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Guilty Pleasures of Adulthood: The Joys of Re-Reading

OK, admit it. You probably didn’t think I was going to end that sentence with “re-reading.” Sorry to disappoint. But I was really...

OK, admit it. You probably didn’t think I was going to end that sentence with “re-reading.” Sorry to disappoint.

But I was really taken with an editorial in last Saturday’s New York Times by Verlyn Klinkenborg about the pleasures of re-reading. In it, the author confesses that as much as she admires people who are widely read, she herself is much more of a re-reader.

I’m the opposite. I almost never re-read books. In fact, I compulsively get rid of books once I’ve read them, either returning them to the library or giving them away. (The zeal with which I “throw things away”  is yet another variant on my own personal ziplock conflict with my husband, btw…)

Part of this is because I live in a closet. But mostly it’s because I always feel like there’s a better use of my time. There are so many classics out there that I’ve never read that if I’m going to re-read something, I feel that it ought to be “important” – Dostoevsky’s The Brothers Karamazov, for example. (This is also, btw, why I can be such a buzz kill in book clubs.)

But lately, I’ve come to appreciate that one of the great pleasures of getting older is that it gives you the opportunity to re-read. You pick up something that resonated for you at one point in your life and you see what it means to you now. As Klinkenborg puts it so eloquently:

The real secret of re-reading is simply this: It is impossible. The characters remain the same, and the words never change, but the reader always does. Pip is always there to be revisited, but you, the reader, are a little like the convict who surprises him in the graveyard — always a stranger.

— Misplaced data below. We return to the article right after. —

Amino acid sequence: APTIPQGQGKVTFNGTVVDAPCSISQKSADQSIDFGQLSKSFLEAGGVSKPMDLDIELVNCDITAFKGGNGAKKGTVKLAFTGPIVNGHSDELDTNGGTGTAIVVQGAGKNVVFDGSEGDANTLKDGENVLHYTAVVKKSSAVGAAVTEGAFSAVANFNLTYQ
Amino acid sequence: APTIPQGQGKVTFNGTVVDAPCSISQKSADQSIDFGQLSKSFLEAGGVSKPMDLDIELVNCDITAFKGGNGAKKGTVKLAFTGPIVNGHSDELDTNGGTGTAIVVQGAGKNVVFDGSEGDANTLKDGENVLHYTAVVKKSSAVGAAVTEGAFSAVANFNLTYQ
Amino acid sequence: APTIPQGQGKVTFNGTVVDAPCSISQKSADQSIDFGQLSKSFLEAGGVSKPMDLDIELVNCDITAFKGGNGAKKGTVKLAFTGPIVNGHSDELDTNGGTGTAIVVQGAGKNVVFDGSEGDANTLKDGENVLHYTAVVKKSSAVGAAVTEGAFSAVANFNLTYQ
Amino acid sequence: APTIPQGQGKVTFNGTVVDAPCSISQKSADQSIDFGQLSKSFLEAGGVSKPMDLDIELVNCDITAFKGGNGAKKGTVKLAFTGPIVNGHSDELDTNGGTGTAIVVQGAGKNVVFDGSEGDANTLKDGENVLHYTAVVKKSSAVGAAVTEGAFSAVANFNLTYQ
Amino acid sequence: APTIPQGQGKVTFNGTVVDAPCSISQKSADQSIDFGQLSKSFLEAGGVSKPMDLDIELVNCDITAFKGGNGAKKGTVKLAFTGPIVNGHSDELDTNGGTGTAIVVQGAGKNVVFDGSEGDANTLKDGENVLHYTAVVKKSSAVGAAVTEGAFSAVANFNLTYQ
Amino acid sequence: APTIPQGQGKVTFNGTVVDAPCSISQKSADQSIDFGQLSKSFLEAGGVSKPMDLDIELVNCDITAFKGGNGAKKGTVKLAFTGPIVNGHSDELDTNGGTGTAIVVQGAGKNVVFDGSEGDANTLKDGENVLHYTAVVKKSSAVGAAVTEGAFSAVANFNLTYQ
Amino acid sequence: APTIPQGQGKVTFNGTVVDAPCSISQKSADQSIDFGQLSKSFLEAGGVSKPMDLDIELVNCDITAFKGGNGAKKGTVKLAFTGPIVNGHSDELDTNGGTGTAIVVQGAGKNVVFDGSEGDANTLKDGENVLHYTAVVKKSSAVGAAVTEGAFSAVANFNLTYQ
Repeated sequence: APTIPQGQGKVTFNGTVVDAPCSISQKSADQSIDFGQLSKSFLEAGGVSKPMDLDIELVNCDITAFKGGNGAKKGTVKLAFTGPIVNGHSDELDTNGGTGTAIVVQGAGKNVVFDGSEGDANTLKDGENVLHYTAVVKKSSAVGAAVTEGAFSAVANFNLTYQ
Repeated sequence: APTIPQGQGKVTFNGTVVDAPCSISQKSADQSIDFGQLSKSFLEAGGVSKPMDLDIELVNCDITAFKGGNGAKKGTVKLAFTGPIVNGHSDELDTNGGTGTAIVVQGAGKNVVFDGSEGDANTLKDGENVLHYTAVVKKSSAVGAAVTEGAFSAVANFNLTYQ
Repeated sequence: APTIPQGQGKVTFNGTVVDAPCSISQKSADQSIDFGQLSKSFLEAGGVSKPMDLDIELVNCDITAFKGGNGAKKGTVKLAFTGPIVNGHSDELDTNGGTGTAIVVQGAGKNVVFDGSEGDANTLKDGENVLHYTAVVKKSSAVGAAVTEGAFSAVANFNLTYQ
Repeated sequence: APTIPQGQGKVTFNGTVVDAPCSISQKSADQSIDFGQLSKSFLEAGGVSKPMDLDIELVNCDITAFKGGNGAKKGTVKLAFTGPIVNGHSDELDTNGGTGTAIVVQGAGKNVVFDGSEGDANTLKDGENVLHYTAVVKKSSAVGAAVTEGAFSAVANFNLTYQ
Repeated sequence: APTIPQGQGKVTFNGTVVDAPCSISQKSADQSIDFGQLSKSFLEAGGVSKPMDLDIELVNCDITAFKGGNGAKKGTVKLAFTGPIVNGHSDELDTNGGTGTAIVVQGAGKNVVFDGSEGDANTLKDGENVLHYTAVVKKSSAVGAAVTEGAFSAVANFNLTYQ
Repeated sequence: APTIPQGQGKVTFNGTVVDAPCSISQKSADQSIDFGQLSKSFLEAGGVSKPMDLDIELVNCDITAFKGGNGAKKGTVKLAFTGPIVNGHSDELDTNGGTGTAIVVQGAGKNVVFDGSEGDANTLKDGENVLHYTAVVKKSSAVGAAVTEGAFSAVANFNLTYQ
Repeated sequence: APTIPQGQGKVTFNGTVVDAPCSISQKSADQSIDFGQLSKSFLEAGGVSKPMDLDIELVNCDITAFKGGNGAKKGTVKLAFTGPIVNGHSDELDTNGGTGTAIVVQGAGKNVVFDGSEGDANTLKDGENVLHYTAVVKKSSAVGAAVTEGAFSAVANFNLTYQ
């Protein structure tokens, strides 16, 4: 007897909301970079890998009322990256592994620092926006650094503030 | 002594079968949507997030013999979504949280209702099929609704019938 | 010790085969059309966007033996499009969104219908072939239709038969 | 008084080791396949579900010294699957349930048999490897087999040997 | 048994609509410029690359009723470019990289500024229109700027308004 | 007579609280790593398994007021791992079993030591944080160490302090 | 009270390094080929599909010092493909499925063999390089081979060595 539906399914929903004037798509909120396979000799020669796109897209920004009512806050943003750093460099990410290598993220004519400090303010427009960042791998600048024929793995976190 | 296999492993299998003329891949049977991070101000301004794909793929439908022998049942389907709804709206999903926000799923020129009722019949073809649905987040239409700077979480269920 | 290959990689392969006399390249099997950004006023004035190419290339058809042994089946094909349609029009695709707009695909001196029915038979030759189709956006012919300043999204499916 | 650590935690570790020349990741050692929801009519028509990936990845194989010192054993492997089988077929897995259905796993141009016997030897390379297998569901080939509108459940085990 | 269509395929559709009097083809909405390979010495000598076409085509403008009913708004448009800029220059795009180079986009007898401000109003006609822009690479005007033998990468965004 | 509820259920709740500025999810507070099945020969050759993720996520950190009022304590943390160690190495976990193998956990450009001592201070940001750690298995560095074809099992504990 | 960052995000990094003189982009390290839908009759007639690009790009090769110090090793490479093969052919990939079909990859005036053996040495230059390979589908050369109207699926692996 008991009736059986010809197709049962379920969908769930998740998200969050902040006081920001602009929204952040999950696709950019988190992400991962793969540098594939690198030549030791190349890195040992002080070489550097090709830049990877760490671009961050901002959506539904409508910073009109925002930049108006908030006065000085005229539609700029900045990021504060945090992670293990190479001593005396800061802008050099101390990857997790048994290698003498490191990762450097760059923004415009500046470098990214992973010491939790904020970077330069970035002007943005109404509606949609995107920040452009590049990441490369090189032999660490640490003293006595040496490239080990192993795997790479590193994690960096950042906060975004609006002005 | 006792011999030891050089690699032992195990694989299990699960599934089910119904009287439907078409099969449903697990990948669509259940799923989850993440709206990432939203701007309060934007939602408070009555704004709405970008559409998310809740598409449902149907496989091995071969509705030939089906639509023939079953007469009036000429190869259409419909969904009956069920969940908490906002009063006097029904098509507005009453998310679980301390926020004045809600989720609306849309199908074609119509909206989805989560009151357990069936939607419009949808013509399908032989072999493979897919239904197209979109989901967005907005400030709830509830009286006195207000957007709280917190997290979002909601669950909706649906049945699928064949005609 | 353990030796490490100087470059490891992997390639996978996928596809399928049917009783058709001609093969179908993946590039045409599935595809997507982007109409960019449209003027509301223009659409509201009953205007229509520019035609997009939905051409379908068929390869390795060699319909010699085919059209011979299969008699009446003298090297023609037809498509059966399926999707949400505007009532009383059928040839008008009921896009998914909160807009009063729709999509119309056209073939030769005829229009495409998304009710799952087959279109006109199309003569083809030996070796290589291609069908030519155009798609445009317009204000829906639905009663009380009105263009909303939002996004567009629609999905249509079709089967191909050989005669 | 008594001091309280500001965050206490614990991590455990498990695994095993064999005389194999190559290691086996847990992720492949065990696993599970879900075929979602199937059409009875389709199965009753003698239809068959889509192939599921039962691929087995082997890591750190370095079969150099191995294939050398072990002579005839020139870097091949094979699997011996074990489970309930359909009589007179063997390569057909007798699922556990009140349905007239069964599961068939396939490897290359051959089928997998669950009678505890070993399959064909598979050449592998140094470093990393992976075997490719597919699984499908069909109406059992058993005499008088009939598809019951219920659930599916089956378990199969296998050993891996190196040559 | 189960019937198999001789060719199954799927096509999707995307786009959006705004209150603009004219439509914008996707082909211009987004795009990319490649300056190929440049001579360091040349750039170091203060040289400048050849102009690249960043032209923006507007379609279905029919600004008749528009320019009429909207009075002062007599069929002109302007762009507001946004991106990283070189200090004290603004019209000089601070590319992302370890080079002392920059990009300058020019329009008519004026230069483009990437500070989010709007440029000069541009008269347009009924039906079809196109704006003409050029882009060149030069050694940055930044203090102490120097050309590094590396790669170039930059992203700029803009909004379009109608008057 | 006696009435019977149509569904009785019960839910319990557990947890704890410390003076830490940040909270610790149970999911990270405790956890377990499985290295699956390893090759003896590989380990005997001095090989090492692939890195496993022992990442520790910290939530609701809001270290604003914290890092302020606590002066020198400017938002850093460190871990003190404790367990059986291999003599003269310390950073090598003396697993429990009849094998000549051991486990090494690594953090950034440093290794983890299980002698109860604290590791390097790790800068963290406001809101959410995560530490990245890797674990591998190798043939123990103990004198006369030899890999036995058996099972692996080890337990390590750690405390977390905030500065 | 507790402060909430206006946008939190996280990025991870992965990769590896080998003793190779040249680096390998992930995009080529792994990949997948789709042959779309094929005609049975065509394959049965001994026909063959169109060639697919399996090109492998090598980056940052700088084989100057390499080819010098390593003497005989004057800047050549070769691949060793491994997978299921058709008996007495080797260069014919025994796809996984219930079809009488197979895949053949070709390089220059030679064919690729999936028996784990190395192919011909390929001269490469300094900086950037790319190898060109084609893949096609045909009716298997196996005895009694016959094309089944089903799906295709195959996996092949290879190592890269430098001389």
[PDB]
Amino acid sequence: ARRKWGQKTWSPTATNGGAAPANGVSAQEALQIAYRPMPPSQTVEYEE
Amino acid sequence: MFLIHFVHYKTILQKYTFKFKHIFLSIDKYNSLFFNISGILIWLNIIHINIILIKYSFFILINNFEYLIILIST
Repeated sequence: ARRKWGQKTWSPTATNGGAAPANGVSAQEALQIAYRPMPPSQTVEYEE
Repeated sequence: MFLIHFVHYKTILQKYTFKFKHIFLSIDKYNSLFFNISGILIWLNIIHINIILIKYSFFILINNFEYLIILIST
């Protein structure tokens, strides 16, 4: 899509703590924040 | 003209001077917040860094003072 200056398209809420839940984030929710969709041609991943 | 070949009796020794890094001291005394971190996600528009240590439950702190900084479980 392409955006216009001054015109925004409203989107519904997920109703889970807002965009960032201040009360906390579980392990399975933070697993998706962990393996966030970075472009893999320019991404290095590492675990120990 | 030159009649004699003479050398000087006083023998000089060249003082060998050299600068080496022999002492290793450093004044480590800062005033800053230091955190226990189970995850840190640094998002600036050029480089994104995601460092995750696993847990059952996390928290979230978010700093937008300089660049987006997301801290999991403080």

A great example of this process for me – and which, interestingly, did not lie in the realm of the classics – was when I re-read Allison Pearson’s brilliant I Don’t Know How She Does It. I first read this funny and moving treatment of working-mom-hell when I was deeply ensconced in working-mom-hell and recognized myself in the stressed-out, over-performing, irreverent central character. (As did so many of my friends. My favorite anecdote from this book is when the main character wishes that she could create a special check-out line in grocery stores for particularly harried working mothers. I hear you, sister.)

The second time I read the book, however, I’d moved out of that phase of life into an entirely different one. I was trying to write a novel of my own and thought that it would be helpful if I read someone else who got the tone that I was shooting for right – i.e. a voice that was funny and insightful but also tinged with sadness and moments of darkness. And it worked. Because I already knew the plot line, I could read the book for the language…the tone…the rhythm of events. In short, I read it less as a mother and more as a writer. And it was a totally different experience.

I’m sure that there are loads of books out there that I could be re-reading if I would just let myself…stay tuned for tomorrow’s post.


Speaking of paranoia about not being sufficiently well-read, via the ever fabulous Very Short List I came across this link to a book aptly titled Beowolf on the Beach which gives plot summaries of all the classics. Crib notes for grown ups!

Book Babel: Half Read Tower of Shame by Pindec via Flickr under a Creative Commons License.

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  1. Matt Boylan June 2, 2009 at 8:45 pm #

    It has also been (quite seriously) suggested that super markets change to the form of single line before many tellers that banks have long used to reduce customer waiting times. However, don’t hold your breath!


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